Over time as this keeps going on, one or both partners will just start to shut down to avoid the critical-defend loop from even happening. Things get swept under the rug and never resolved. Over time, the distance grows and problems get worse and worse.


If you notice a pattern like this happening, it’s time to go to couples counseling because you want to nip that communication pattern in the bud, prevent it from blooming, and help you both to develop positive communication patterns that leave you feeling close and productive.


3. Resentment and contempt are growing.


According to research by the Gottman Institute, contempt is one of the greatest predictors of divorce. Resentment and contempt are often byproducts of negative communication patterns. When these patterns take hold, it becomes harder to not take things personally. You may start wondering if your partner really cares about you or accepts you for who you are. As loving feelings dwindle, anger and resentment grow. This is a recipe for disaster because at this point even loving gestures from your partner will feel like a barb, and neither of you will be able to access your empathy and care for the other. If this is where you are in your relationship, please know that all is not lost. Couple therapy can still help you turn things around.


Photo from Pexels by Vera Arsic

How Marriage Counseling Can Help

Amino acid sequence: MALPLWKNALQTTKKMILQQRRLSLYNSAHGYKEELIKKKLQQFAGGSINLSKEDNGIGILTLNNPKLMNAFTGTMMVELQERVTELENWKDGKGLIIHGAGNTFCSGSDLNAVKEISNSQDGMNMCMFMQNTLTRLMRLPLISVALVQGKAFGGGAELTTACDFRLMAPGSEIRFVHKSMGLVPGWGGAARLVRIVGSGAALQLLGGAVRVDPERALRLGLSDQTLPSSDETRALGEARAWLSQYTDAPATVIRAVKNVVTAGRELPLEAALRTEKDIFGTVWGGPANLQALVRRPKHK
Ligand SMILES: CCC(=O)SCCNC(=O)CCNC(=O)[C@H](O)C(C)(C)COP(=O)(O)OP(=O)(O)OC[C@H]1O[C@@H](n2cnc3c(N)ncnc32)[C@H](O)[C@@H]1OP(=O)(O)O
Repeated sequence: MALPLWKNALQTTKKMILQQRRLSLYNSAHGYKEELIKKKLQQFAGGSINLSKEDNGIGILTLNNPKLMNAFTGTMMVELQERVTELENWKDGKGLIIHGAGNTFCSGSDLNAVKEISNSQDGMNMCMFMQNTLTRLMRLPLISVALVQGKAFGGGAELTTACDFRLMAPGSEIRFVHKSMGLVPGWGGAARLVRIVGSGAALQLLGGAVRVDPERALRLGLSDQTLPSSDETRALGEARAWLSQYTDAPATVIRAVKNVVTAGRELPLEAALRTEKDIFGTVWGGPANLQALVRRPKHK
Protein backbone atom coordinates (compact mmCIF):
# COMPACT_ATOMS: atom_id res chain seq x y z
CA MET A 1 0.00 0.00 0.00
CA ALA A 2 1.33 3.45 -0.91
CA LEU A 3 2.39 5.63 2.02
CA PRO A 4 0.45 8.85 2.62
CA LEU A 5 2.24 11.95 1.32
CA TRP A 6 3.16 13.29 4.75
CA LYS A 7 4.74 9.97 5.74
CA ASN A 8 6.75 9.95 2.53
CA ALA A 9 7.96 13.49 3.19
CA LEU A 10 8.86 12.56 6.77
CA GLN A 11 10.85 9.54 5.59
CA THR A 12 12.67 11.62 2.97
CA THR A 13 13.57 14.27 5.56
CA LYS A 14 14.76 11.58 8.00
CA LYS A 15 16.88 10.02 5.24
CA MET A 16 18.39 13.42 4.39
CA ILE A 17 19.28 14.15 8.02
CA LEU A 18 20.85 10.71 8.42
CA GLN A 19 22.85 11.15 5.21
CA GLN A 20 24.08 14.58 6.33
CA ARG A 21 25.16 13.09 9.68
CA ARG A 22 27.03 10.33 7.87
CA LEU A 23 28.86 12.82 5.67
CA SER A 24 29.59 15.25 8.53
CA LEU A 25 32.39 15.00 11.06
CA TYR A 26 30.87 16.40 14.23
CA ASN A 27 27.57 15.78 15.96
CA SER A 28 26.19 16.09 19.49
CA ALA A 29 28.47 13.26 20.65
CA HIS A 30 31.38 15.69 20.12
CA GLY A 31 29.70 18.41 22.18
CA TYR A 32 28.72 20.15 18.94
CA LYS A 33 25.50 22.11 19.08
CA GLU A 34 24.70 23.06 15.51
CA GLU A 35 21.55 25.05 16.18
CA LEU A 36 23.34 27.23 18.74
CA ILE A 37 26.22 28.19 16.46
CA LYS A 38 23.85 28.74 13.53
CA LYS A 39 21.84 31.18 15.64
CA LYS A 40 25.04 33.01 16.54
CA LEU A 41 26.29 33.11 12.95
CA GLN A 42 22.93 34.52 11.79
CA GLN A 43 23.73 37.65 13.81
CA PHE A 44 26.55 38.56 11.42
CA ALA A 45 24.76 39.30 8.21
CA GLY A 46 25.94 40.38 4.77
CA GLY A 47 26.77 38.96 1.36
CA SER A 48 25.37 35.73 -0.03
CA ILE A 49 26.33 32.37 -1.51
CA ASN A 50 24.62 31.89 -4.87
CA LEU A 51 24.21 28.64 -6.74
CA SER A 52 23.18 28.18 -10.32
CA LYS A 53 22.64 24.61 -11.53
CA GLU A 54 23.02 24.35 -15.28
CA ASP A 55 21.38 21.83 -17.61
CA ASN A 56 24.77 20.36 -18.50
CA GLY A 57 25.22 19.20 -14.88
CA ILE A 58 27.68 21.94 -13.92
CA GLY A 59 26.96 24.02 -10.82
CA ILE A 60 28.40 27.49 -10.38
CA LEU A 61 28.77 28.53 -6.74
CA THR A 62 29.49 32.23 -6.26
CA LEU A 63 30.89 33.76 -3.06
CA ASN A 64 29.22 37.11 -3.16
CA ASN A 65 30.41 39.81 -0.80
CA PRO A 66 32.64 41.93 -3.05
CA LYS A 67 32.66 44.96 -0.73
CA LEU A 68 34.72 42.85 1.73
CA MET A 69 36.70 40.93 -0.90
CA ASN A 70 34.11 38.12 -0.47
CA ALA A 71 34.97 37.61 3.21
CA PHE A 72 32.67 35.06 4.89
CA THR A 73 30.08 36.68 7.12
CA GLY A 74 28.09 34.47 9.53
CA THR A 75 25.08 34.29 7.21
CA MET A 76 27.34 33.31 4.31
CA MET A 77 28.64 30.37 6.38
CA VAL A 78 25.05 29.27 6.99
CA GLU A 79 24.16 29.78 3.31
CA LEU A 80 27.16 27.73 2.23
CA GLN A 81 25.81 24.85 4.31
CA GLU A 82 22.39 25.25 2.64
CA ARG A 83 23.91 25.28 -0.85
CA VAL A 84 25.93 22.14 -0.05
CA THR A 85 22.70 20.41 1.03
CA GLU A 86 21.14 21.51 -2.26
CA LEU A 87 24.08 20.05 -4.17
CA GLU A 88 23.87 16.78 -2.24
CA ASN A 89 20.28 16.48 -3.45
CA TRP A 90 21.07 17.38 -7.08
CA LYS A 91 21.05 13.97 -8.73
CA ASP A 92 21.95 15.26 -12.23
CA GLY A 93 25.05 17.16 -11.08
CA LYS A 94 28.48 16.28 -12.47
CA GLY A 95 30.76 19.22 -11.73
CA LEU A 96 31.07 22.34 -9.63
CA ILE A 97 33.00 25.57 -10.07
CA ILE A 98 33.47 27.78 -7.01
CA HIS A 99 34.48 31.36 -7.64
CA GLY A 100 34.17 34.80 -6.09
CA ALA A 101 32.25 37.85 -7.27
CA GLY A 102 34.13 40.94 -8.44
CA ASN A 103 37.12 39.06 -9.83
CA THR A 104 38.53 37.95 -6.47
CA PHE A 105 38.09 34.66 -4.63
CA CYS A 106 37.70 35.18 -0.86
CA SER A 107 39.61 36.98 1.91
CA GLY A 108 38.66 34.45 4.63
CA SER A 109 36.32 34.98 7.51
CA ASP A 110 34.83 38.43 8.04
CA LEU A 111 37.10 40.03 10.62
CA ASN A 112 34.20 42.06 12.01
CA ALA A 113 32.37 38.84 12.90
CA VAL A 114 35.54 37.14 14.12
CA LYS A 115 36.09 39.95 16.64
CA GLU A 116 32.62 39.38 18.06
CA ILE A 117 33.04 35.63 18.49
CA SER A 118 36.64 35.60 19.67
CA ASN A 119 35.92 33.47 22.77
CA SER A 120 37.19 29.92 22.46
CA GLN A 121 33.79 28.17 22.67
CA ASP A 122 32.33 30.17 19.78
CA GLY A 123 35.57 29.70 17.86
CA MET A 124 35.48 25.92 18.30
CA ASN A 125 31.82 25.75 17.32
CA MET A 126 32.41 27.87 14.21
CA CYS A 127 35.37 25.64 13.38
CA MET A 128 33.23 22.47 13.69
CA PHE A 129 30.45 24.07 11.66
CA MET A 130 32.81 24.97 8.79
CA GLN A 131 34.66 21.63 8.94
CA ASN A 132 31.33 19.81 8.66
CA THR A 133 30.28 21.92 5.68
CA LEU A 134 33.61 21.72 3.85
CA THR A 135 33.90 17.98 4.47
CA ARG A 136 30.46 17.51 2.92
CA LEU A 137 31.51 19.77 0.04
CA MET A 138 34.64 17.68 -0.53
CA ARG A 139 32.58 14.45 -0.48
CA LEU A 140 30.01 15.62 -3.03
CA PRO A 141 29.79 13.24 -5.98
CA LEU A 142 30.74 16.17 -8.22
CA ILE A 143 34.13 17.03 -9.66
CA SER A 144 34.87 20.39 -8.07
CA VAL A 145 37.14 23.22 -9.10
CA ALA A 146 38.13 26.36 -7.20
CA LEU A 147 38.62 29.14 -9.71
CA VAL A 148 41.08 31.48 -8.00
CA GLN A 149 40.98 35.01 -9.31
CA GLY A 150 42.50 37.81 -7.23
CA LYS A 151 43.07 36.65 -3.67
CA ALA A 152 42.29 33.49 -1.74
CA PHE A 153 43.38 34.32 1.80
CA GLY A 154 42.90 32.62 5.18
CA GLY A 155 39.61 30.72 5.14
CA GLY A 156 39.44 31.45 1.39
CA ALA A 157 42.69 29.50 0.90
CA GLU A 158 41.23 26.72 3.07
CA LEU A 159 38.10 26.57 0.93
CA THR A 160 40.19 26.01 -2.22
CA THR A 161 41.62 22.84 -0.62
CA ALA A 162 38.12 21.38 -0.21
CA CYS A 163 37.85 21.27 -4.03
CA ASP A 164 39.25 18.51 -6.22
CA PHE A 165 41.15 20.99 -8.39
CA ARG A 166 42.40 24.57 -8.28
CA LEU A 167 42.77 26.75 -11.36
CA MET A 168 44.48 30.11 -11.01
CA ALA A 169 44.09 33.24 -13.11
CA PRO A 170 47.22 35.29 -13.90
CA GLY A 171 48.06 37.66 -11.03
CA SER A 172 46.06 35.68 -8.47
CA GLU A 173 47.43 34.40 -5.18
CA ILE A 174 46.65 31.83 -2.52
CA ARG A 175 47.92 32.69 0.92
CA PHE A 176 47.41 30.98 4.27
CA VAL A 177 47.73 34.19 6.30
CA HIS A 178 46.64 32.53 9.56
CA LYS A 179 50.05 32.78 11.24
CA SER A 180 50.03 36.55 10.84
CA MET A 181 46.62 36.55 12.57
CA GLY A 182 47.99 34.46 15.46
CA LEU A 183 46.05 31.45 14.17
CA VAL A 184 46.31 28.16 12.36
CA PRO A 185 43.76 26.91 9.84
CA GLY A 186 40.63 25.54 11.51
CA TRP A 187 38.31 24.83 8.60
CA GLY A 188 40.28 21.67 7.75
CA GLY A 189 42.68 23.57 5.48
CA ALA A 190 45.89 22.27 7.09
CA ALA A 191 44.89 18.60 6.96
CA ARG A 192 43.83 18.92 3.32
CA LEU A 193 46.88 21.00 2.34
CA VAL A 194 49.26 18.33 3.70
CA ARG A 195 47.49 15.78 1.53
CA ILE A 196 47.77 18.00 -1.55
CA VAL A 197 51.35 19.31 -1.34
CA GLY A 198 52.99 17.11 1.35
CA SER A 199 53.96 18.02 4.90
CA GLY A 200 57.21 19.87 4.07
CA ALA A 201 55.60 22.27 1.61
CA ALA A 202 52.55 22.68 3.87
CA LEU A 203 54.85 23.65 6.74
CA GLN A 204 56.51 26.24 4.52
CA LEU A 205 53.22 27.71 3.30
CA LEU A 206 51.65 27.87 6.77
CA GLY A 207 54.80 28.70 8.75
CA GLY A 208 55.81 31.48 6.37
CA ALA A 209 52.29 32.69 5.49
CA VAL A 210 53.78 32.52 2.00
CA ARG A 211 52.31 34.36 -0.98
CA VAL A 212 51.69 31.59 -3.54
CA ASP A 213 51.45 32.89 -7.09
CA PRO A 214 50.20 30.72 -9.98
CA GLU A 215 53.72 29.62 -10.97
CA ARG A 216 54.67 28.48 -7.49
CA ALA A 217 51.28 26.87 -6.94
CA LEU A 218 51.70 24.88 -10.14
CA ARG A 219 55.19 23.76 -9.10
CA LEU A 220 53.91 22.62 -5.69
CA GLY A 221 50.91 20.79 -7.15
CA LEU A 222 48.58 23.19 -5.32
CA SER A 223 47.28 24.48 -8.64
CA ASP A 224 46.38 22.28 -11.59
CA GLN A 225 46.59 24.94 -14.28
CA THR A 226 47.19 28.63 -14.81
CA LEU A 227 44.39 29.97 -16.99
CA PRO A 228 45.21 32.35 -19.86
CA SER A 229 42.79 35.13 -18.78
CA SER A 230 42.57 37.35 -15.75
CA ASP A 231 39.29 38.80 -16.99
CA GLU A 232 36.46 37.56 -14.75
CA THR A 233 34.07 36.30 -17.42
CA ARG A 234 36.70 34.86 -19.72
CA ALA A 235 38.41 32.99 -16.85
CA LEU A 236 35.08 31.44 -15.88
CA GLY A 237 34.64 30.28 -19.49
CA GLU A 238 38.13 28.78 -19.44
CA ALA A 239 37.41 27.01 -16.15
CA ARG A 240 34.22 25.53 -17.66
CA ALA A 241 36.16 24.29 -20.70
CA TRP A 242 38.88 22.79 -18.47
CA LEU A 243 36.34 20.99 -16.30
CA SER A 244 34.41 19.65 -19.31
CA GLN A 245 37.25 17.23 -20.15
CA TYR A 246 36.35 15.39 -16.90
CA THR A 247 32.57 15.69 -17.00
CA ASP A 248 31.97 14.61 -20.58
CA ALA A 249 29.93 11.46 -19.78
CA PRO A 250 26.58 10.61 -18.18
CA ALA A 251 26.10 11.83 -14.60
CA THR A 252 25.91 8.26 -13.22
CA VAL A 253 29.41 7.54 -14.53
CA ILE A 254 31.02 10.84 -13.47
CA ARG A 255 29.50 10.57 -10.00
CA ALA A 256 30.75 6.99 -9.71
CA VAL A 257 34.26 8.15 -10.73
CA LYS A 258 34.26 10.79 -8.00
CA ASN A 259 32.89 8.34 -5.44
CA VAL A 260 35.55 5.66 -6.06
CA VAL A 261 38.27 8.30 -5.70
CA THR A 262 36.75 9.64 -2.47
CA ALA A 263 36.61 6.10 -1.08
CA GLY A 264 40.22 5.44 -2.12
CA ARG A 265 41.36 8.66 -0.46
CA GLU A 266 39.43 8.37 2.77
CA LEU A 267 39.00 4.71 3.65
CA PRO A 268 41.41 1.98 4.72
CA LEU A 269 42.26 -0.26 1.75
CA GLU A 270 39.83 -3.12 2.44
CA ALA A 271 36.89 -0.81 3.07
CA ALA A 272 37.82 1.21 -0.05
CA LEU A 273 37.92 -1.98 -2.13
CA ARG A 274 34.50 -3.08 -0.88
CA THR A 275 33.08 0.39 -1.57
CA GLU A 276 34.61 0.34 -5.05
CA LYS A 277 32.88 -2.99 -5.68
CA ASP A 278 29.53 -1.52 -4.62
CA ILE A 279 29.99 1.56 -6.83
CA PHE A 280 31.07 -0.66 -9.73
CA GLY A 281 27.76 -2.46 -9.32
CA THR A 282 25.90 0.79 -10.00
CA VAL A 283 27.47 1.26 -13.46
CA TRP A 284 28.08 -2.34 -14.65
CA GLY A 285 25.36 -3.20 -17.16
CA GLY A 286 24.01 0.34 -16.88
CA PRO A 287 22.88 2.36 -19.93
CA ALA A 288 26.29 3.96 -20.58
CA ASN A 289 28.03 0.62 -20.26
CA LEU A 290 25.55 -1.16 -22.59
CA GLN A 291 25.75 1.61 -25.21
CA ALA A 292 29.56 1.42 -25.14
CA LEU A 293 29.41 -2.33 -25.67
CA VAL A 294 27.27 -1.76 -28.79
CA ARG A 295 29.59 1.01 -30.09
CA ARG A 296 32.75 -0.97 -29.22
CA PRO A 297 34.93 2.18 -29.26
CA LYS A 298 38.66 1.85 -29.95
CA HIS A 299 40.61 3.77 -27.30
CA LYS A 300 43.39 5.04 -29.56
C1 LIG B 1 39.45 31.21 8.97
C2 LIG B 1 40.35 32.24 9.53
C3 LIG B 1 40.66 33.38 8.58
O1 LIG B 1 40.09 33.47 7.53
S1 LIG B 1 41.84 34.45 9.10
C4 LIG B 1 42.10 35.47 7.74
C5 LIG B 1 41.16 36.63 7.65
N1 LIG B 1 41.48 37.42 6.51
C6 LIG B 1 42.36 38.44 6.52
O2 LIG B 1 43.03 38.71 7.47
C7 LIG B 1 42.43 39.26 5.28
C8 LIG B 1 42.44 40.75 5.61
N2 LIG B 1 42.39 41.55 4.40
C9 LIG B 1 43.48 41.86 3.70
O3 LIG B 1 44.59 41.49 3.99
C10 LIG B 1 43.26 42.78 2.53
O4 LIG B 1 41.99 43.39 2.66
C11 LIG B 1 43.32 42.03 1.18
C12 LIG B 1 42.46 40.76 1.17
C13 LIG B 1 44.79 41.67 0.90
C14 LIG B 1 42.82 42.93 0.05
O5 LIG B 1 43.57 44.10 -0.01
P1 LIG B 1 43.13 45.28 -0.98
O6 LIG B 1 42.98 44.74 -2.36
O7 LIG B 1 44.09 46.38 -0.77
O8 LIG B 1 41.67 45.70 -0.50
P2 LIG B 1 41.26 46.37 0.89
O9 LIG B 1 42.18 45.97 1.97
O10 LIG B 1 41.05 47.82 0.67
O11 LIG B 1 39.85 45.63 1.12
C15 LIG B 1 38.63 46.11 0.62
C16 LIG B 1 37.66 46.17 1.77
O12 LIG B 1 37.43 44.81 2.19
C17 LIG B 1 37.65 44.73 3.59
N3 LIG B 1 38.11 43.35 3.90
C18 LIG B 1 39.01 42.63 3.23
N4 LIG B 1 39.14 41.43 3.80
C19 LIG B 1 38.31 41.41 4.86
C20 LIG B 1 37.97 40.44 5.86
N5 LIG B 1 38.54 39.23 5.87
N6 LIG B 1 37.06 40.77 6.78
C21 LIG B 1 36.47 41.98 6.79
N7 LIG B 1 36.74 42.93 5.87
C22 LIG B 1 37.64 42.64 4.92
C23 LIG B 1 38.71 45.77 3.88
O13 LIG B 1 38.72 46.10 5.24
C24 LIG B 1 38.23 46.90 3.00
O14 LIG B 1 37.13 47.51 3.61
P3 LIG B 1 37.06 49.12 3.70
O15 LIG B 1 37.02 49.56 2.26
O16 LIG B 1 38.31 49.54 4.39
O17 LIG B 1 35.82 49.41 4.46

There are different types of marriage counseling, and they are best thought of in terms of prevention, basic couple communication and coping skills, and pattern restructuring. If you are trying to prevent relationship problems and just promote more growth as a couple, going to a couple educational workshop or couples retreat may have everything you need.


If you are noticing problems start but are catching problems really early (year 1), then you may only need some communication skills, tips, and tools to help you guys get back on track. For this, I would recommend working with someone who is a Licensed Marriage and Family Therapist (LMFT).


For couples who have waited the 6-years to go to couples therapy, it’s likely that a negative communication pattern has taken hold and created a lot of distance between the two of you. For this, you will want deeper work that is focused on re-structuring this pattern and helping develop something new. There is only evidence-based treatment (meaning it meets rigorous research standards to prove its effectiveness) that currently exists for this, and it’s called Emotionally Focused Couple Therapy or EFT for short. In Emotionally Focused Couple Therapy, couples learn how to:

  • Better understand what your partner is trying to communicate

  • Communicate difficult emotions in a positive way

  • Improving the ability to listen and hear without reacting

  • Decreasing the emotional distance that the communication loop has caused

  • Learn to create a new communication pattern that promotes teamwork as well as emotional closeness and connection


You can find an EFT couple therapist by searching the therapist directory here: https://iceeft.com/


Photo from Pexels by Marcus Aurelius

How to Choose a Good Marriage Counselor


1. Consult with a few different marriage counselors.


Research consistently shows across all types of therapy that you need to click with your therapist. In couples counseling, you both want to click with the marriage counselor. Consulting with a few different marriage counselors gives you the chance to feel the person out and to determine their level of training and experience to help you.